Balkanization = to break up (as a region or group) into smaller and often hostile units
• bal·kan·i·za·tion

Etymology: Balkan Peninsula • Date: 1919 • first appeared in an American book by Mowrer to signify the creation of a medley of hopelessly mixed races and small states prey to the violent promptings of their own passions



"The current attitudes towards the Balkans seem to leave intact the old hierarchical structures in Europe in which the North-West is the most enlightened corner and therefore occupies the self-conferred leadership role, while the Balkans continue to play out European fears and taboos on the continent's edge. They continue to offer the site for the irrational and the obscene."

- Vesna Goldsworthy, Last Stop on the Orient Express: The Balkans and the Politics of British (Inter)vention


Maria Todorova has argued that a unified discourse of balkanism emerged at the outset of the twentieth century, specifically around the outbreak of the Balkan wars and World War I. Rooted in the Ottoman legacy, the extreme ethnic heterogeneity and perceived mixture of Oriental and European traits in the region, most Europeans found themselves perplexed before the ambiguity and complexity the Balkans seemed to hold for those accustomed to homogenized national territories. Based on the precarious borders and political upheavals in the region that were closely tied to Great Power intervention in the Balkans, this heterogeneity was soon pathologized as an unstable state of impurity, a dangerous volatility that threatened to pollute and bring disorder to Europe. With the hardening of racial discourses in this early period of the twentieth century, a verdict was passed on the Balkans as a zone of racial impurity, whose peoples were the product of a threatening conflation of sameness and difference, partially Oriental, incompletely European, oscillating between both and neither. Symbolic geopolitics framed the Balkans as geographically integral to Europe, yet culturally alien, constituting Europe’s anticivilization or dark side within (Vesna Goldsworthy 1999).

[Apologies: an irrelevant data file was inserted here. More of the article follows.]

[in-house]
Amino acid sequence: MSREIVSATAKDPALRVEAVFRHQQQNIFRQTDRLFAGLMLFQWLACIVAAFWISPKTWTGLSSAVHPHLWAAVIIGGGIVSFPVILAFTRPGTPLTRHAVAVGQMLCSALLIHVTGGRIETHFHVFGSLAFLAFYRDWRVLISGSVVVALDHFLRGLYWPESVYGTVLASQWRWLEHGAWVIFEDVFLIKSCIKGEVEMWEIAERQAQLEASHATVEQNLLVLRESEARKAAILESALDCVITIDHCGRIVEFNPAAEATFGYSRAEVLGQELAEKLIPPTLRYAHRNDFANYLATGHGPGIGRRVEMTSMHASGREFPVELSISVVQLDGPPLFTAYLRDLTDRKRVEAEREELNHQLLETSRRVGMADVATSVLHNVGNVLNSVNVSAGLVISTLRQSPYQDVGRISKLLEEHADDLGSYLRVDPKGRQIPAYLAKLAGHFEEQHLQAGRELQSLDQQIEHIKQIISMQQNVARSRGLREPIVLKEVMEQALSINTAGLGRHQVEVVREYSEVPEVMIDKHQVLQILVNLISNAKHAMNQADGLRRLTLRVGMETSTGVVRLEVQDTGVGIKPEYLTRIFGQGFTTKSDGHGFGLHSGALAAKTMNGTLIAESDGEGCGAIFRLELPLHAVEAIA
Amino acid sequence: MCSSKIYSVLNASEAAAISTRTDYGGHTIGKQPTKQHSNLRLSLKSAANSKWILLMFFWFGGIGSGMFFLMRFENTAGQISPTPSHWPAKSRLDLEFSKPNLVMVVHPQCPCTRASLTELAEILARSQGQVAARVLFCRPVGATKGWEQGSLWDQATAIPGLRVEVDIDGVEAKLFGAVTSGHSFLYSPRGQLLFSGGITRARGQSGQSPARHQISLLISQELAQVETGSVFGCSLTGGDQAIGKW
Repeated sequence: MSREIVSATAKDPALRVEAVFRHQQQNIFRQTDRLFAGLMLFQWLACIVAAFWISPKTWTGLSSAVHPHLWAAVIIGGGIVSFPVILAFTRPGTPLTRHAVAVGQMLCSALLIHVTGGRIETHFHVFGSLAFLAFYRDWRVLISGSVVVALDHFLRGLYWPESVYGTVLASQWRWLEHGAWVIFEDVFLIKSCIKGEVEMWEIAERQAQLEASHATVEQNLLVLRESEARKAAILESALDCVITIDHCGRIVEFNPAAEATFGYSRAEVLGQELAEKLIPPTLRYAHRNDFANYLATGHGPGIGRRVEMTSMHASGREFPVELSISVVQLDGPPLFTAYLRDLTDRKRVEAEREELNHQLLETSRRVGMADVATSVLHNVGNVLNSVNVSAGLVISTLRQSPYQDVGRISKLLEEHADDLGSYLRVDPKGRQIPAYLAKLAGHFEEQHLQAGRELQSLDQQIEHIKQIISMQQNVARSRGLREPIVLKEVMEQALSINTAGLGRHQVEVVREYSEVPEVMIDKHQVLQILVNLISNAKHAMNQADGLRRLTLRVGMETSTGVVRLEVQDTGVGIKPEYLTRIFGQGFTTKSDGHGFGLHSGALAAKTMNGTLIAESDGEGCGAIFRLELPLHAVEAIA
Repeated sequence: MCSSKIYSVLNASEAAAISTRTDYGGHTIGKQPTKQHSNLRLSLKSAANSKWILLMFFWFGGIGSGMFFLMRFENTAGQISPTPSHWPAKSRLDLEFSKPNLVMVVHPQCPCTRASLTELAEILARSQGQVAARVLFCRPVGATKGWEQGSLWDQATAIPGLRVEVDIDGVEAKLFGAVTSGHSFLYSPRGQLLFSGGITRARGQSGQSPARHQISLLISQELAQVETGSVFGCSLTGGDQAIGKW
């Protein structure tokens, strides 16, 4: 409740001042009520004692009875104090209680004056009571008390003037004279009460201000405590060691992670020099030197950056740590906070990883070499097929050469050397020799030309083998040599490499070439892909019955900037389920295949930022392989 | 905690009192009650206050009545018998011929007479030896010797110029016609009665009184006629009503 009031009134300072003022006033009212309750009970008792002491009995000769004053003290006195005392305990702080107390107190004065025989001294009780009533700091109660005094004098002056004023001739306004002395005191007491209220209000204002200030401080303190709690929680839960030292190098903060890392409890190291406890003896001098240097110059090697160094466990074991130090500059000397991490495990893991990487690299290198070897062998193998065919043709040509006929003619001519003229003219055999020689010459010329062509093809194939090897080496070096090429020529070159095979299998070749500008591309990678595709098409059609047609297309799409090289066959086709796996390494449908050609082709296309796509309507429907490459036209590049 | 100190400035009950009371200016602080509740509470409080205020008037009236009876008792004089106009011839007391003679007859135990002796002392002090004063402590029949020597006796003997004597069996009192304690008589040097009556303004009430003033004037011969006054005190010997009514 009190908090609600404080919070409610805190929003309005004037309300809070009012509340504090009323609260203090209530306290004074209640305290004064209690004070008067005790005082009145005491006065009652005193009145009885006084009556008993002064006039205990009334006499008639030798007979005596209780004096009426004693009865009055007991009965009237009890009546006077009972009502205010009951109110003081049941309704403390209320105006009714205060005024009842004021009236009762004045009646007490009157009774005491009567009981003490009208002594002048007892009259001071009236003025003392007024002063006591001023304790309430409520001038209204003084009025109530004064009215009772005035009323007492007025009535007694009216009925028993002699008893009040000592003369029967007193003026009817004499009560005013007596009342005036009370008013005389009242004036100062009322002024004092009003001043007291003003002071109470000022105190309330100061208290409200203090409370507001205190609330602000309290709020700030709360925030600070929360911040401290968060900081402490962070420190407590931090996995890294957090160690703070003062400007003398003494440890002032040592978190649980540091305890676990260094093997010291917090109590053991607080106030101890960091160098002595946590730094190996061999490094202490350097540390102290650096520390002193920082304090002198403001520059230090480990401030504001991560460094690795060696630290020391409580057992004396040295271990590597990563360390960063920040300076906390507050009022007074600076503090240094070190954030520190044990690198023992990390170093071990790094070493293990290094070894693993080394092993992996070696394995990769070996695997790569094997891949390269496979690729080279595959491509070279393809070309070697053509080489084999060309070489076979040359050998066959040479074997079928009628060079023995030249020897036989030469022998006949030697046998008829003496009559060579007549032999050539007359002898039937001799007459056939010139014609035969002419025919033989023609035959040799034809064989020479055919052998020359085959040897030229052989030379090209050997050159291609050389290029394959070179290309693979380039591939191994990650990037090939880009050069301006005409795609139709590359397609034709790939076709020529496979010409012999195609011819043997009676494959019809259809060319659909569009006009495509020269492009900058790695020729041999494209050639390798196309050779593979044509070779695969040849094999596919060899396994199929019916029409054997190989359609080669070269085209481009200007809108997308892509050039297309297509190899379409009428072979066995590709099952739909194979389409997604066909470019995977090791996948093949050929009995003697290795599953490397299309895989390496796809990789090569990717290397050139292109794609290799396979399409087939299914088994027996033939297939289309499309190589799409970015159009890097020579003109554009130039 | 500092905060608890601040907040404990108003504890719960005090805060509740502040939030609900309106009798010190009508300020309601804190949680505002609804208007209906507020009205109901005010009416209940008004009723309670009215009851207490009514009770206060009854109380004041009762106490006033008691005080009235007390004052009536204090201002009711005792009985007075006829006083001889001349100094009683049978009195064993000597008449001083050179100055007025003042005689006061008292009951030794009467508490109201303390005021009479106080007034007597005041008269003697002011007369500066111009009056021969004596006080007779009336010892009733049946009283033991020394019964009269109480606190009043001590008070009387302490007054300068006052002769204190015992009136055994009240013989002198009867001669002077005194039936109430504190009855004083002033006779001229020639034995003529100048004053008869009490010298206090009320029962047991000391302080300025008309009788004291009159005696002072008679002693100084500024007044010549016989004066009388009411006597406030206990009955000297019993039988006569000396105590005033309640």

These characterizations were rooted in a eurocentric and ultimately developmental paradigm, in which Europe (particularly northwestern Europe) represented the pinnacle of progress, enlightenment, and rationality, while the Balkans were condemned to an “intermediate state between barbarity and civilization” (Kennan), a lower and backward stage of development ruled by violent and barbarous passions of a semi-oriental nature. In balkanist discourses, Balkan nationalism was portrayed as primitive, bloodthirsty, a nationalism of a lower order that needed to be restrained by the civilized and enlightened nationalism of Europe. Balkan violence was similarly framed as more primitive and barbaric, rooted in brutal tribal passions in contrast to the rationalistic and superior technological warfare of Europeans.

In this eurocentric narrative of Europe, modernization for the Balkans implied Europeanization of the Balkans - European progress was to be achieved by a “purification” of the Balkans to rid it of its barbaric passions and backwardness. Specifically, this meant passing from the so-called primitive nationalist particularisms and extreme heterogeneity of the Balkans to an “emulat...[ion] of the homogenous European nation-state as the normative form of social organization” (Todorova 13).

Recently, throughout the 1990s and in the wake of the NATO bombing of Kosovo and Yugoslavia, we have seen a major recrudescence of balkanist discourses that pose the region as a threat that could taint Europe with its violent impurities and instability. Furthermore, what is necessary is to “de-balkanize” and purify them before they might be allowed to “(re?)enter Europe” (as Clinton has called for). In terms of the west’s response to such Balkan strife, media and military technologies are being used more than ever as a way to both violently contain and distance the contaminating effects of such impurities within their borders. Indeed, the two primary sites for the reconstruction of balkanist discourses are the western media and foreign policy arenas.